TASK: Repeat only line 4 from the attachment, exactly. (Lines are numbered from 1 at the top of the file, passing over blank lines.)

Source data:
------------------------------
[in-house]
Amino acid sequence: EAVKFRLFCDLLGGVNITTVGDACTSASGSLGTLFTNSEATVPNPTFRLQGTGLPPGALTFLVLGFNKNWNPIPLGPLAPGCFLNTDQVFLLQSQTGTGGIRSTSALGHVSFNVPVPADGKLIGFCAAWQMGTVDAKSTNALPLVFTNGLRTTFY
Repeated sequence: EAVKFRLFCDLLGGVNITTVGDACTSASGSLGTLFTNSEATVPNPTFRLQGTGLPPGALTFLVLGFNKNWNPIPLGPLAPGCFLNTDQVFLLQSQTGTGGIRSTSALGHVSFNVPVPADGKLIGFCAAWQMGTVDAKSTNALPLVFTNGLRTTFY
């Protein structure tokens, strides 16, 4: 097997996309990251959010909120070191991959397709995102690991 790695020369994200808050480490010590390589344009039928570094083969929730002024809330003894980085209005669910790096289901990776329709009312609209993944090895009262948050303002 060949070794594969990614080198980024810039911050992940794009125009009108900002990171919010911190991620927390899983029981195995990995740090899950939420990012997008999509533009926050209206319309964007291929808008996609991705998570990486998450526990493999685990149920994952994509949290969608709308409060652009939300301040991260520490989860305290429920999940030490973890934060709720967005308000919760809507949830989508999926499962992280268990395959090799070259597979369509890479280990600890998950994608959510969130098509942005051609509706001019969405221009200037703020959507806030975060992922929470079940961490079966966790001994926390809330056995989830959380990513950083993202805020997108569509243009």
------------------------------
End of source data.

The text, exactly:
């Protein structure tokens, strides 16, 4: 097997996309990251959010909120070191991959397709995102690991 790695020369994200808050480490010590390589344009039928570094083969929730002024809330003894980085209005669910790096289901990776329709009312609209993944090895009262948050303002 060949070794594969990614080198980024810039911050992940794009125009009108900002990171919010911190991620927390899983029981195995990995740090899950939420990012997008999509533009926050209206319309964007291929808008996609991705998570990486998450526990493999685990149920994952994509949290969608709308409060652009939300301040991260520490989860305290429920999940030490973890934060709720967005308000919760809507949830989508999926499962992280268990395959090799070259597979369509890479280990600890998950994608959510969130098509942005051609509706001019969405221009200037703020959507806030975060992922929470079940961490079966966790001994926390809330056995989830959380990513950083993202805020997108569509243009």